Some travelers arriving at Atlanta’s Hartsfield-Jackson International Airport are facing long lines and hours-long waits to pass through Customs. One reason: Atlanta agents sent to the southern border to help with the surge of migrants there.
Hartsfield-Jackson’s general manager is so concerned that he’s reached out to members of Congress to help.
“There’s a deployment to the southern border and that has reduced our staffing levels here at Hartsfield-Jackson,” John Selden told The Atlanta Journal-Constitution. “And we are advocating through our Congressional delegation to hopefully get more staff here to balance it out throughout the country.”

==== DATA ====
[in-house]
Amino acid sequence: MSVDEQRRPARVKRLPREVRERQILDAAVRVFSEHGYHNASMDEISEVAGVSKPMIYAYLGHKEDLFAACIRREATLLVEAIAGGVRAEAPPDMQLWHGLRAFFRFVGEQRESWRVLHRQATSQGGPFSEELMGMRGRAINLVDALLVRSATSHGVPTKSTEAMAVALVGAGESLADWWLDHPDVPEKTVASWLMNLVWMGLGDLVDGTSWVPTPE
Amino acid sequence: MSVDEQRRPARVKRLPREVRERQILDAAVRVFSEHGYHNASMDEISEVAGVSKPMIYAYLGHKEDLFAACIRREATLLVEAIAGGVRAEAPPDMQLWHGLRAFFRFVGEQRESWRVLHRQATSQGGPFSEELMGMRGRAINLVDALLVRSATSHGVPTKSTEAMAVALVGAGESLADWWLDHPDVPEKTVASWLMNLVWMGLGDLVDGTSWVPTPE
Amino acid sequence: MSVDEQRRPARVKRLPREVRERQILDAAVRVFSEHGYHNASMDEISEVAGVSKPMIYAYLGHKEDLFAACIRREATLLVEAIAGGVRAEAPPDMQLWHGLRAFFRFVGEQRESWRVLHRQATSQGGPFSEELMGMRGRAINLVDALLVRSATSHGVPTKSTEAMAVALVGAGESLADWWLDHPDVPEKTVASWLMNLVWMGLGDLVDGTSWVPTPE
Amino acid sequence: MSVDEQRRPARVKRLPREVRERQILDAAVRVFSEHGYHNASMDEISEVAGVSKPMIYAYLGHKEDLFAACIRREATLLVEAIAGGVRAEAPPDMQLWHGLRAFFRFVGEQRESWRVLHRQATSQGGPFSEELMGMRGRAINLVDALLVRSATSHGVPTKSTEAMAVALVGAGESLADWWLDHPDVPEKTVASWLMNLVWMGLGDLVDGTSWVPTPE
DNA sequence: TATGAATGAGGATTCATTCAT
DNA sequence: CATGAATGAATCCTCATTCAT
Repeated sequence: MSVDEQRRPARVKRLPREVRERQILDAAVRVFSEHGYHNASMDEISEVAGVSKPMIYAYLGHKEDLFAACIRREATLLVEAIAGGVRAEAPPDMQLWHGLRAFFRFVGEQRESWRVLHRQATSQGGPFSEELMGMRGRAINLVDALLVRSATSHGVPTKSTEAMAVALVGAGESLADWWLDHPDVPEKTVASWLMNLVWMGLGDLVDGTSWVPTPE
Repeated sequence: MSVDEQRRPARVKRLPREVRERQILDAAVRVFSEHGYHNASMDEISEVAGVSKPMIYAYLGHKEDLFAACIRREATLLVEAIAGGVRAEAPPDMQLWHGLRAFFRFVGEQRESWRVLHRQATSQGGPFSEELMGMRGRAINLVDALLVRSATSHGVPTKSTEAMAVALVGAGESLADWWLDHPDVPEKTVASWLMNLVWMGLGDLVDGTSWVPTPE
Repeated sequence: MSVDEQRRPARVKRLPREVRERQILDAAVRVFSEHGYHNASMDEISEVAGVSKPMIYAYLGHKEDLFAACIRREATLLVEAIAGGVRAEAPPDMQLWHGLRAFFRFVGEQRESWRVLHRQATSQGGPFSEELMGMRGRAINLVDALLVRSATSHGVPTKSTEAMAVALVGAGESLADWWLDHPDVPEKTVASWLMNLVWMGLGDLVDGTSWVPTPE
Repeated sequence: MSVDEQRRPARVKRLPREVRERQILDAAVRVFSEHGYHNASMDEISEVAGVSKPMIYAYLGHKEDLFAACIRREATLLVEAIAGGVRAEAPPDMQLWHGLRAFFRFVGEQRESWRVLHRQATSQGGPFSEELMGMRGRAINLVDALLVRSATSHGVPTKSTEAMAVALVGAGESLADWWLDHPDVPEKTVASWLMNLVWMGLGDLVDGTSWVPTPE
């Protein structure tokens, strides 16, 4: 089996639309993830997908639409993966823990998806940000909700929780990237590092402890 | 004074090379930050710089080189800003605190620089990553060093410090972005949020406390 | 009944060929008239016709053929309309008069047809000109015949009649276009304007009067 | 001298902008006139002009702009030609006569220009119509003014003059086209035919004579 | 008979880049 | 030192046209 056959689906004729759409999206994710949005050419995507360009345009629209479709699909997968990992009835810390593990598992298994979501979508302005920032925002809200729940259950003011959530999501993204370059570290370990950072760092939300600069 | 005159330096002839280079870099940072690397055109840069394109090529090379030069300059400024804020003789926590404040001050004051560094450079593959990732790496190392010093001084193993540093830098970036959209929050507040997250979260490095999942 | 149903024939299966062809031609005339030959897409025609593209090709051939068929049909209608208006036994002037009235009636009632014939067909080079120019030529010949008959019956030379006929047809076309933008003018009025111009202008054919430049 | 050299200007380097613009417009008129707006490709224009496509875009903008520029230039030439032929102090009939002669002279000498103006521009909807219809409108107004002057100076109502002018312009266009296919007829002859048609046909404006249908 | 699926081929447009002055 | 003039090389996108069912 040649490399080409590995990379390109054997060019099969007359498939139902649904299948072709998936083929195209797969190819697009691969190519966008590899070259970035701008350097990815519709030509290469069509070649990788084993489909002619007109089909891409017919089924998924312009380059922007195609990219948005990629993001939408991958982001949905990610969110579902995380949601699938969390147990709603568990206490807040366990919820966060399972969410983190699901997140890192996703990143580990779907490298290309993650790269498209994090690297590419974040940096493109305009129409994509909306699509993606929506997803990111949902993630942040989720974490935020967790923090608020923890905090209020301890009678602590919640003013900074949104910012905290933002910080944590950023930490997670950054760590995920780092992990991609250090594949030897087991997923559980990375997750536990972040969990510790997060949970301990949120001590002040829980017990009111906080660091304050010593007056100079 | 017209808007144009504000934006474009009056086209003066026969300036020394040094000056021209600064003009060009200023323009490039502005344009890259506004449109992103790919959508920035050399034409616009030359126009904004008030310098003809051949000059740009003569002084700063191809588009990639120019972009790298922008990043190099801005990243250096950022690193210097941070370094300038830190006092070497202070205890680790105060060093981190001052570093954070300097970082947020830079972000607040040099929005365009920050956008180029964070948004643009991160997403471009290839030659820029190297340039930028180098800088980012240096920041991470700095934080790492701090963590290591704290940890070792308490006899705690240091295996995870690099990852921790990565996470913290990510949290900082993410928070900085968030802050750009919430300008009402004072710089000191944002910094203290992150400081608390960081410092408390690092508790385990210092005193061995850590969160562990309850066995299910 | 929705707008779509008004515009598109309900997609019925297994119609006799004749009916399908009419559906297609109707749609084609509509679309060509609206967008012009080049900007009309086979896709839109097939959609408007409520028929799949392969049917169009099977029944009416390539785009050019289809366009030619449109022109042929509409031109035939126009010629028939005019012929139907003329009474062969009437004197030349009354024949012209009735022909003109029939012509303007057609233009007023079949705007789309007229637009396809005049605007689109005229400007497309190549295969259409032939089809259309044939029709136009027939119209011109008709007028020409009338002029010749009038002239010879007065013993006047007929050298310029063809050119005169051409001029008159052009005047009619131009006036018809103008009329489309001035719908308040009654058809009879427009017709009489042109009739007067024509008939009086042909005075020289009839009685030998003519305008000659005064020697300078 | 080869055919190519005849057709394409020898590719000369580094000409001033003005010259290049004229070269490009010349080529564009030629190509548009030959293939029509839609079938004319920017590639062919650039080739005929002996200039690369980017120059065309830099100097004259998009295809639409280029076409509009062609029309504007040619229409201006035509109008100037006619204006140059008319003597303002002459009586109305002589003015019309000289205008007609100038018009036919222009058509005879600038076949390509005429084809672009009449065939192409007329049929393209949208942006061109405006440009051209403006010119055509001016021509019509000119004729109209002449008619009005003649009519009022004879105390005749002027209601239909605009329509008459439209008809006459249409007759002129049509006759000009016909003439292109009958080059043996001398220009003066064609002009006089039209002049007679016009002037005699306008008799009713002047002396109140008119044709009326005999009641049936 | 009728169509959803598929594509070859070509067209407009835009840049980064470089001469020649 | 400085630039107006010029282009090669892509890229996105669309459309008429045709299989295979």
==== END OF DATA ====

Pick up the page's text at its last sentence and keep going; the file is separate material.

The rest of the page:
Customs and Border Protection has been scrambling to handle record-high numbers of migrants showing up at the Southwest border even as it wrestles with its own staffing shortfall. At the beginning of this month, then-Secretary of Homeland Security Kirstjen Nielsen ordered a redeployment of “hundreds of CBP personnel to the border to respond to this emergency,” redirecting 750 officers from ports of entry. She told CBP to increase the “temporary reassignment of personnel and resources from across the agency to address the influx of migrants.”
The agency said this week it will “send CBP officers from airports and northern border locations on temporary assignments throughout the Southwest border to support the U.S. Border Patrol during the current border security and humanitarian crisis.”
The delays at Hartsfield-Jackson, the world’s busiest airport, show how the border crisis is having repercussions far beyond the Southwest.